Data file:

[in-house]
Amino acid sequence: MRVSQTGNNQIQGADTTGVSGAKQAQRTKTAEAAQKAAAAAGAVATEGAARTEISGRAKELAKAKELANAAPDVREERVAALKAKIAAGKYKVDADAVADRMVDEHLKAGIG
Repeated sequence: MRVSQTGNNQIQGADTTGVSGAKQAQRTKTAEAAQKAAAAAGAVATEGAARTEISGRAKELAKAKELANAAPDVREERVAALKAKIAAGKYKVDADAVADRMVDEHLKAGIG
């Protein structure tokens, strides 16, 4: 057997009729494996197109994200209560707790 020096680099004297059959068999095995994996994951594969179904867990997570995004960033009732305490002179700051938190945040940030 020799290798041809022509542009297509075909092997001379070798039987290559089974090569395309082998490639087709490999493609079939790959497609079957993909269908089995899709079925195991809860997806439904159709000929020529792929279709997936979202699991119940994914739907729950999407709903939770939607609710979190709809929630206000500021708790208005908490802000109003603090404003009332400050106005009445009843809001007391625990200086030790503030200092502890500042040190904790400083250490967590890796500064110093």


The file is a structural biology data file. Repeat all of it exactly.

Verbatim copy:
[in-house]
Amino acid sequence: MRVSQTGNNQIQGADTTGVSGAKQAQRTKTAEAAQKAAAAAGAVATEGAARTEISGRAKELAKAKELANAAPDVREERVAALKAKIAAGKYKVDADAVADRMVDEHLKAGIG
Repeated sequence: MRVSQTGNNQIQGADTTGVSGAKQAQRTKTAEAAQKAAAAAGAVATEGAARTEISGRAKELAKAKELANAAPDVREERVAALKAKIAAGKYKVDADAVADRMVDEHLKAGIG
């Protein structure tokens, strides 16, 4: 057997009729494996197109994200209560707790 020096680099004297059959068999095995994996994951594969179904867990997570995004960033009732305490002179700051938190945040940030 020799290798041809022509542009297509075909092997001379070798039987290559089974090569395309082998490639087709490999493609079939790959497609079957993909269908089995899709079925195991809860997806439904159709000929020529792929279709997936979202699991119940994914739907729950999407709903939770939607609710979190709809929630206000500021708790208005908490802000109003603090404003009332400050106005009445009843809001007391625990200086030790503030200092502890500042040190904790400083250490967590890796500064110093």